Above: 1st photo - Sterile and fertile fronds are hard to distinguish until the fertile pinnae appear just below mid-blade (2nd photo), causing an 'interruption' in the frond. These will fall away in late summer. Below the interruption, the sterile pinna are smaller.
Below - The fertile pinnae: 1st photo - as they mature the sporangia are a greenish brown color. 2nd photo - Reaching maturity they release their spores and they turn brown. 3rd photo - After maturity the sporangia dry up and fall away from the frond.
Below: 1st photo - Note the veins of pinnules do not join the costa of the pinna (the side branch - horizontal in the photo). 1st and 2nd photo - Each pinnule on the pinna becomes wider toward the central stalk (costa) of the pinna and the pinnules, each slightly offset from the opposite one, are not cut cleanly all the way to the costa - said to be pinnatifid.
Below: Detail of a mature sterile frond.
Below: Frond Development
Below: 1st photo - The fiddleheads with their woolly white hair, typical of Osmundas, emerge early in spring. Mature fronds are smooth and free of hair. 2nd photo - The fertile fronds developing with the light green sterile pinnae above and below the fertile pinnae - now a dark green color. 3rd photo - The fertile pinnae at maturity - a greenish-brown color.
Below: A views of the hillside that is covered by Interrupted Fern at Guidebook station #11.
Below: Photo from early October with the leaf canopy thinning out and the bed of Purple Trillium in the foreground lying dormant. By late Summer the fronds of Interrupted Fern will start to die back and the entire area will be bare. In 1938 however, Garden curator Martha Crone reported that on Sept. 30th, the fern back looked as lovely as it did in May. Each season is different.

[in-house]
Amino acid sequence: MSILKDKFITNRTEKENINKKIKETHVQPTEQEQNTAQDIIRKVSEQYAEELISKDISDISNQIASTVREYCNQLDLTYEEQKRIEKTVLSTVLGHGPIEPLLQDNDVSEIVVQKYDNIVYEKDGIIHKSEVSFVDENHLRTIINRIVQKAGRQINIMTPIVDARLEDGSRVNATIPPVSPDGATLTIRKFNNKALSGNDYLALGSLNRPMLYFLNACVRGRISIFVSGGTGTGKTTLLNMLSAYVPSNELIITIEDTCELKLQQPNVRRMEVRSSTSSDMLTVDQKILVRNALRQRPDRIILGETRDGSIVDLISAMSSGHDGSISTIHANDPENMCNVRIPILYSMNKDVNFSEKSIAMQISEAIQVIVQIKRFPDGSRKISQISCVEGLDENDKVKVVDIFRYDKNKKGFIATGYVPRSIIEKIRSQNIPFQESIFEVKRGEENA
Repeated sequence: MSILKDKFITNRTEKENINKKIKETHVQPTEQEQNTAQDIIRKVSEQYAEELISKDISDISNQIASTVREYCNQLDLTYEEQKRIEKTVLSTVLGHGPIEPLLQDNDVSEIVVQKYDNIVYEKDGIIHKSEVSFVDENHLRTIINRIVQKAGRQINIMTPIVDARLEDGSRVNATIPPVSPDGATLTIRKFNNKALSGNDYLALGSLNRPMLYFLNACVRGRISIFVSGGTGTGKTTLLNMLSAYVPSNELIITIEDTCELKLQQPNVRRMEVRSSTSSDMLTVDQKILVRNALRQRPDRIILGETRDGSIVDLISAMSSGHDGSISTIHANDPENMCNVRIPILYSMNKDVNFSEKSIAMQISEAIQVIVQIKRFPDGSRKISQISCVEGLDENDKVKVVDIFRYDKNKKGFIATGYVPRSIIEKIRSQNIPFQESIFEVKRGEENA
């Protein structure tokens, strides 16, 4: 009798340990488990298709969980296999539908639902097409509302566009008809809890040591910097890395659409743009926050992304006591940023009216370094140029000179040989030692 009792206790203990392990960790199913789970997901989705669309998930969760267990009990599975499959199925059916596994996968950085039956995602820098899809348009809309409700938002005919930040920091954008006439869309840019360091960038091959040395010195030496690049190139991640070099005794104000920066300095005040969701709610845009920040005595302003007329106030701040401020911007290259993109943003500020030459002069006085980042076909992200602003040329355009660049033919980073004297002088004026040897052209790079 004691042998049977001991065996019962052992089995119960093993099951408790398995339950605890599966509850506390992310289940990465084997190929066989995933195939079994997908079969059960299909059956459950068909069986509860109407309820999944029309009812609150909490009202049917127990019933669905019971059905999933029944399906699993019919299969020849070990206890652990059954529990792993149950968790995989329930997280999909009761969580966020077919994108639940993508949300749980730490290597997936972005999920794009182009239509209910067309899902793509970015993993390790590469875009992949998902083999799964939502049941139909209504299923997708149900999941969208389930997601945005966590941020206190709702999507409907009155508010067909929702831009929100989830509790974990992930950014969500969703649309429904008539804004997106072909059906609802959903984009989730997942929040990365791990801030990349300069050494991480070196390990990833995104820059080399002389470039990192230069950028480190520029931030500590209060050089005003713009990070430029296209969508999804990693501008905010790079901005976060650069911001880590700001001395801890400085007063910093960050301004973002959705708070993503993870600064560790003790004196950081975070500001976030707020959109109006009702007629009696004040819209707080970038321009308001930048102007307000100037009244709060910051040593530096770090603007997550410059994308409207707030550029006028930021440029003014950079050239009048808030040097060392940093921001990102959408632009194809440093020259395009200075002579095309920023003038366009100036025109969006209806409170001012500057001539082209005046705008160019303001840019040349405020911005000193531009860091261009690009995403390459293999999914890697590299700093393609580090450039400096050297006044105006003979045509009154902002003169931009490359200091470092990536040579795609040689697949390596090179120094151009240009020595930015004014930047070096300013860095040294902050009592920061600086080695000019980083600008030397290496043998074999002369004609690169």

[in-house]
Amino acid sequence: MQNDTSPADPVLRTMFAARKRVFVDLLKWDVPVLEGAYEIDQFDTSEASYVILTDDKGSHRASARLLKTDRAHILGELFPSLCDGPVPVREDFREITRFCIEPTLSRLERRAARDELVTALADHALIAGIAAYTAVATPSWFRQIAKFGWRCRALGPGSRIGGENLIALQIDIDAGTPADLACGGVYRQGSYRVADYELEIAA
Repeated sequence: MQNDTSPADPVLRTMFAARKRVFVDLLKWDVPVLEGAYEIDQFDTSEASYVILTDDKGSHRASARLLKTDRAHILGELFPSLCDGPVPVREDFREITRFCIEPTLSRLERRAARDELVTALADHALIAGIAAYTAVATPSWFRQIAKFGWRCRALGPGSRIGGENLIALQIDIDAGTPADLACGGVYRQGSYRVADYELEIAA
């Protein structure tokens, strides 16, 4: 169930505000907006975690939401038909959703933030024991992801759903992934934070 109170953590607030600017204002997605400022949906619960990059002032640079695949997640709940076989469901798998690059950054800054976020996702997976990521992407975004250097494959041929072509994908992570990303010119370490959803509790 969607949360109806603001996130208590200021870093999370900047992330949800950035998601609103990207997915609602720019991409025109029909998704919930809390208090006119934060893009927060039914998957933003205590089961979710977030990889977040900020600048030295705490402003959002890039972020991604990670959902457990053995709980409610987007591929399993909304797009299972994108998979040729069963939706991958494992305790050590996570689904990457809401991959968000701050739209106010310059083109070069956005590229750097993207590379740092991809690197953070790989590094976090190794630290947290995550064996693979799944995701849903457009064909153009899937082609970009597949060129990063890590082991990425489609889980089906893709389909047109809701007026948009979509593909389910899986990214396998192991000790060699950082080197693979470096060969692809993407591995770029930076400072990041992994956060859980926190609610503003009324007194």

Notes: Interrupted Fern is indigenous to the Garden area. Eloise Butler catalogued it on April 29, 1907. It was planted extensively in the Garden between 1958 and 1960 when the Fern Glen was developed. It was the most common fern put into the new area. Martha Crone planted 501 plants in 1956, 210 in 1957 and 375 in 1958. Ken Avery added another 150 in 1960 when he finished the Glen. It has been planted again as recently as 2006. While native to Minnesota throughout all wooded areas, in North America it is known in the entire eastern half of the continent except Louisiana and Florida in the south.
In North America there are only 4 main species of the Osmunda genus: O. cinnamomea, the Cinnamon Fern; O. claytoniana, the Interrupted Fern; O. ruggii, a sterile hybrid found only in Virginia; and O. regalis, the Royal Fern. The latter has two varieties but only one is found in North America - var. spectabilis. O. cinnamomea has had four varieties described in North America but current authorities such as Flora of North America do not distinguish them. All three main species are represented in the Garden. The hybrid in Virginia is described as - Osmunda ×ruggii R. Tryon [claytoniana × regalis].
Eloise Butler wrote: "The white starchy bud of the interrupted fern was a delicious morsel well worth long and hard digging to procure. It has a taste peculiar to itself and I think it would make an excellent salad." from Children's Forage Plants in the Wild Garden, Jan. 1915, unpublished [BUT see note above on toxicity] and "Indeed, the most spectacular features of the garden is a hillside densely clothed with the Interrupted Fern. . ." from Ferns in the Wild Garden, June 1915, unpublished.
References: Plant characteristics are generally from sources 1A, 32, W2, W3, W7 & W8 plus others as specifically applied. Distribution principally from W1, W2 and 28C. Planting history generally from 1, 4 & 4a. Other sources by specific reference. See Reference List for details.
Identification booklet for most of the flowering forbs and small flowering shrubs of the Eloise Butler Wildflower Garden. Details Here.
Friends of the Wild Flower Garden, Inc. Text and photos are by G. D. Bebeau unless otherwise credited. "www.friendsofthewildflowergarden.org"